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The Friday night lights start to dim on high school football

Kids are turning to other sports, and the heartland of high school football is not immune.
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SOUTHLAKE, Texas — New numbers show a decline in participation in high school football across the country, and a dimmer future even in the state where the Friday night lights burn brightest — Texas.

While high schoolers playing organized sports climbed to almost 8 million in the past school year, those joining football squads continued to steadily decline, according to data released today by the National Federation of State High School Associations. Football participation peaked in American high schools in the 2009-2010 school year at 1.1 million players. That was less than two years after stories first emerged about the tragic toll of concussions in the sport.

Since then, the number of kids playing high school football has fallen 7 percent, and the decline has accelerated during the past two years. During the school year ending in spring 2018, participation fell in 40 states.

Image: Southern Walker
Walker Southern gave up high school football after a hard hit left him dazed his freshman year.The Southern family

In Texas, the number of kids playing high school football has fallen 2 percent since its peak in the 2010-2011 school year.

For young Walker Southern, the decision to quit the sport came during his freshman year at Carroll High School, a gridiron powerhouse just outside Dallas. An undersized but speedy defensive end from a football-loving family, an especially hard hit on the last play of a game left him dazed.

"I sat up and I was seeing stars a little bit," he recalled. "And I just felt like something was off. This wasn't just a normal hit."

Headaches and trouble sleeping turned into problems with concentration and sluggishness in the classroom.

Said Southern, "I just felt slower than normal, like, someone would say something, and it'd take me a little bit longer to process it.

But it was when his parents took him to the doctor for concussion testing that things changed drastically.

"When you sit there and the doctor's doing the test and he's having a hard time repeating back basic numbers," said Walker's father Chris Southern, "I mean, that's certainly eye-opening as a parent. [You] sit there and say, 'This just got real.'"

Image: Walker Southern
Walker Southern, on the left, poses on the football field.The Southern family

Football is still the most watched televised sport in the country, and in Texas, high school football stadiums can be as big as college stadiums in other states. Entire towns turn out for high school games. In a few states, the number of kids playing is still increasing — sometimes even when the overall enrollment, as in Louisiana, is flat.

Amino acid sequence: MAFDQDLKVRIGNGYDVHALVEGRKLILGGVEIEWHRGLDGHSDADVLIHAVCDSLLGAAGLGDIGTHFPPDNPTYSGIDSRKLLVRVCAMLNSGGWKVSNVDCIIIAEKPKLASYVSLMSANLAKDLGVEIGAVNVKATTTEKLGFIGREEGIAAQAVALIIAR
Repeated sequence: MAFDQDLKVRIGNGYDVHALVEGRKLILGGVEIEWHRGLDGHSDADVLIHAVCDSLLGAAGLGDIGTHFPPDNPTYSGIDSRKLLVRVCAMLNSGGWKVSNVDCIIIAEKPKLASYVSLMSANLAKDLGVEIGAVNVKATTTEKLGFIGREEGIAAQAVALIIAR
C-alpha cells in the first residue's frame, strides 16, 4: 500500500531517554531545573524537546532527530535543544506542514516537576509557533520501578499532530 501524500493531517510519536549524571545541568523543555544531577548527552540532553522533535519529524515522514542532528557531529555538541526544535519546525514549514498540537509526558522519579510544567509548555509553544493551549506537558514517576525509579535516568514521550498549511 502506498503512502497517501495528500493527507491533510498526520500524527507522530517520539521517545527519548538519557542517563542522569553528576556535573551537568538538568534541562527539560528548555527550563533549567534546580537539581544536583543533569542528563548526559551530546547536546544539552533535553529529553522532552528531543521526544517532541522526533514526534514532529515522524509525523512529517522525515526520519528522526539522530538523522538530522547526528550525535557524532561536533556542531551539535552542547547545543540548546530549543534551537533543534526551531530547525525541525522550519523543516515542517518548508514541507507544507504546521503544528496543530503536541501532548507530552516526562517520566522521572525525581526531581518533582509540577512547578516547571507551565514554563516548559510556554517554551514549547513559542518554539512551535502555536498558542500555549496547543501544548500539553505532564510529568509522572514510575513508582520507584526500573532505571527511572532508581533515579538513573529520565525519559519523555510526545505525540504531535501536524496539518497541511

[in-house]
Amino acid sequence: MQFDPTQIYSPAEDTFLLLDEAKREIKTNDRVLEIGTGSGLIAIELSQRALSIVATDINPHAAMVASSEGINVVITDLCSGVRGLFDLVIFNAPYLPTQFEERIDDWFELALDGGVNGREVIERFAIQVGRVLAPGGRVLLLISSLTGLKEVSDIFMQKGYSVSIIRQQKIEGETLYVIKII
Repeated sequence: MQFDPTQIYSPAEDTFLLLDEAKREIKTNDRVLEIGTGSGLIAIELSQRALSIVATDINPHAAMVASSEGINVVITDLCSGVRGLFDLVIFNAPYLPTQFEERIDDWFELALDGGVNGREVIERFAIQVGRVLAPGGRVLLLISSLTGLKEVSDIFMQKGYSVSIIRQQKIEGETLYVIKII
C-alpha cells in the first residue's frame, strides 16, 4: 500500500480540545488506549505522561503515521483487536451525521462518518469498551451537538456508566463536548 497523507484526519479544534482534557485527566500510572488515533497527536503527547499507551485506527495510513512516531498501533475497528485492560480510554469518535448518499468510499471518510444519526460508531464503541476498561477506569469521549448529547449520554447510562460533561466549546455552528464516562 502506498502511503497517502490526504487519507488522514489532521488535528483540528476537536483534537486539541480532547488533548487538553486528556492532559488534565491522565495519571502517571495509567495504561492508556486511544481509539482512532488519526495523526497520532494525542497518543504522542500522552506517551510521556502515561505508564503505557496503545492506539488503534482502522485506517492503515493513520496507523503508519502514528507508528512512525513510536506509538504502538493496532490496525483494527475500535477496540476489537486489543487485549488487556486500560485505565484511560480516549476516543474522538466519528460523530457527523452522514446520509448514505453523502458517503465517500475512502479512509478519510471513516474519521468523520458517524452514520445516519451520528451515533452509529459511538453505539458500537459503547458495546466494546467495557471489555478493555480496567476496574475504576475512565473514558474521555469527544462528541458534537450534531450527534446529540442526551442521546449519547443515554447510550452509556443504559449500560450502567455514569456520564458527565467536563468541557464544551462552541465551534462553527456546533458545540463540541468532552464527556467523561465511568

In Texas, the number of kids playing also increased slightly in the last two school years — but less than 1 percent, and that's in a state where total high school enrollment has grown an average of nearly 2 percent a year for the past 30 years, and is now growing faster than all but four other states.

Not far from Walker Southern's high school, a former Dallas Cowboys running back says he thinks people have used increased awareness of head injuries and chronic traumatic encephalopathy (CTE), a degenerative brain disease sometimes found in veteran football players, to malign the sport. He says that because of the publicity he's not surprised the decline in youth participation has even reached the heartland of youth football.

Said Daryl Johnston, "Somebody did declare war on the game of football about eight years ago, so I think your numbers are probably right in line with that."

Johnston, 52, won three Super Bowls with the Cowboys during an 11-year career that ended in 1999. Now a broadcaster, he said sport is much safer than when he played.

"Football has never been safer than it is right now. It's so much safer than when I played. The equipment is better, the rules are better."

NBC News also talked to some coaches who have limited the contact drills for kids during practice.

'Worth the risk?'

There are still kids eager to play football in the Dallas area, there just aren't as many.

Glenda White, who runs a local youth sports program called the ACA Optimist Club, said she used to have twice as many players in her club's football league for pre-teens.

Image: Daryl Johnston
The Dallas Cowboys' Daryl Johnston is tripped up by the New York Giants' Corey Raymond after a nine-yard pass reception in the second quarter of their game at Giants Stadium in East Rutherford, N.J. on January 2, 1994.Bill Kostroun / AP file

Part of it is specialization, she says — kids who once played three or four sports now focus on one. But she also knows that when parents go on the internet, "all they see is concussions and football."

"Moms and dads are scared," said White, but she wonders if they have all the facts. "The concussions are not coming at four, five, six, eight years old. They are coming at junior high. They are coming at the senior high level."

In the end, Walker Southern, with the help and support of his family, decided to switch from football to lacrosse. He felt that continuing with football would be taking a risk that was just too high.

"Is it really worth the risk?" asked his father Chris. "You know for us, it wasn't. And fortunately, he was insightful enough to make the decision on his own."

Johnston says he doesn't want a Texas tradition to die. What matters, he says, "is not just the guys playing the game, but these small towns — the communities — what Friday nights are to them and the game of football."

"It would be a shame to see that start to go away."